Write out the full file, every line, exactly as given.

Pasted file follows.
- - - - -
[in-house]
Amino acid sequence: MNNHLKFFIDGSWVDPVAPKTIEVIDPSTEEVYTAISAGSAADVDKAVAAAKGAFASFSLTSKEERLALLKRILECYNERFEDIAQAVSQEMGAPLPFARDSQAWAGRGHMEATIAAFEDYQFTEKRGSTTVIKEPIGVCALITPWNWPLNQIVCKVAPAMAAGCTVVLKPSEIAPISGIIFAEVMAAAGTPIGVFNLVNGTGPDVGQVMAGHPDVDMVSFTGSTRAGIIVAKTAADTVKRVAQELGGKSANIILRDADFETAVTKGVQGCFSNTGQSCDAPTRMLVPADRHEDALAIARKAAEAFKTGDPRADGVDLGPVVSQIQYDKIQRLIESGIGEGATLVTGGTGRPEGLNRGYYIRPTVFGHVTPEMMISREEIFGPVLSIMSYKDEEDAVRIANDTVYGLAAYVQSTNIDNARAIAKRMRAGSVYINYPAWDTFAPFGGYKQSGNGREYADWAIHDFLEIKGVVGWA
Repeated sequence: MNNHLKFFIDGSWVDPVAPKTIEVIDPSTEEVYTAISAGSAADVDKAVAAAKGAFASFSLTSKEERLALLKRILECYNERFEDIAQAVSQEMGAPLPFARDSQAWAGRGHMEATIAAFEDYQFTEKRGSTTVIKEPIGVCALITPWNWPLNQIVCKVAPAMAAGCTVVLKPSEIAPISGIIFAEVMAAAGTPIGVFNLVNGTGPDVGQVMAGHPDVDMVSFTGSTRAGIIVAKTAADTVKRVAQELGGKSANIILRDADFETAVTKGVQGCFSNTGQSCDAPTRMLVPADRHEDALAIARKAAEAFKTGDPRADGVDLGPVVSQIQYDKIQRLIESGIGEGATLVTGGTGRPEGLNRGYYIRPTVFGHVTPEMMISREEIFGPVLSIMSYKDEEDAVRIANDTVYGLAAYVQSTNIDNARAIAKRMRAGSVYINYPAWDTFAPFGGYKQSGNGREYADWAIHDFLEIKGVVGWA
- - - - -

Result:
[in-house]
Amino acid sequence: MNNHLKFFIDGSWVDPVAPKTIEVIDPSTEEVYTAISAGSAADVDKAVAAAKGAFASFSLTSKEERLALLKRILECYNERFEDIAQAVSQEMGAPLPFARDSQAWAGRGHMEATIAAFEDYQFTEKRGSTTVIKEPIGVCALITPWNWPLNQIVCKVAPAMAAGCTVVLKPSEIAPISGIIFAEVMAAAGTPIGVFNLVNGTGPDVGQVMAGHPDVDMVSFTGSTRAGIIVAKTAADTVKRVAQELGGKSANIILRDADFETAVTKGVQGCFSNTGQSCDAPTRMLVPADRHEDALAIARKAAEAFKTGDPRADGVDLGPVVSQIQYDKIQRLIESGIGEGATLVTGGTGRPEGLNRGYYIRPTVFGHVTPEMMISREEIFGPVLSIMSYKDEEDAVRIANDTVYGLAAYVQSTNIDNARAIAKRMRAGSVYINYPAWDTFAPFGGYKQSGNGREYADWAIHDFLEIKGVVGWA
Repeated sequence: MNNHLKFFIDGSWVDPVAPKTIEVIDPSTEEVYTAISAGSAADVDKAVAAAKGAFASFSLTSKEERLALLKRILECYNERFEDIAQAVSQEMGAPLPFARDSQAWAGRGHMEATIAAFEDYQFTEKRGSTTVIKEPIGVCALITPWNWPLNQIVCKVAPAMAAGCTVVLKPSEIAPISGIIFAEVMAAAGTPIGVFNLVNGTGPDVGQVMAGHPDVDMVSFTGSTRAGIIVAKTAADTVKRVAQELGGKSANIILRDADFETAVTKGVQGCFSNTGQSCDAPTRMLVPADRHEDALAIARKAAEAFKTGDPRADGVDLGPVVSQIQYDKIQRLIESGIGEGATLVTGGTGRPEGLNRGYYIRPTVFGHVTPEMMISREEIFGPVLSIMSYKDEEDAVRIANDTVYGLAAYVQSTNIDNARAIAKRMRAGSVYINYPAWDTFAPFGGYKQSGNGREYADWAIHDFLEIKGVVGWA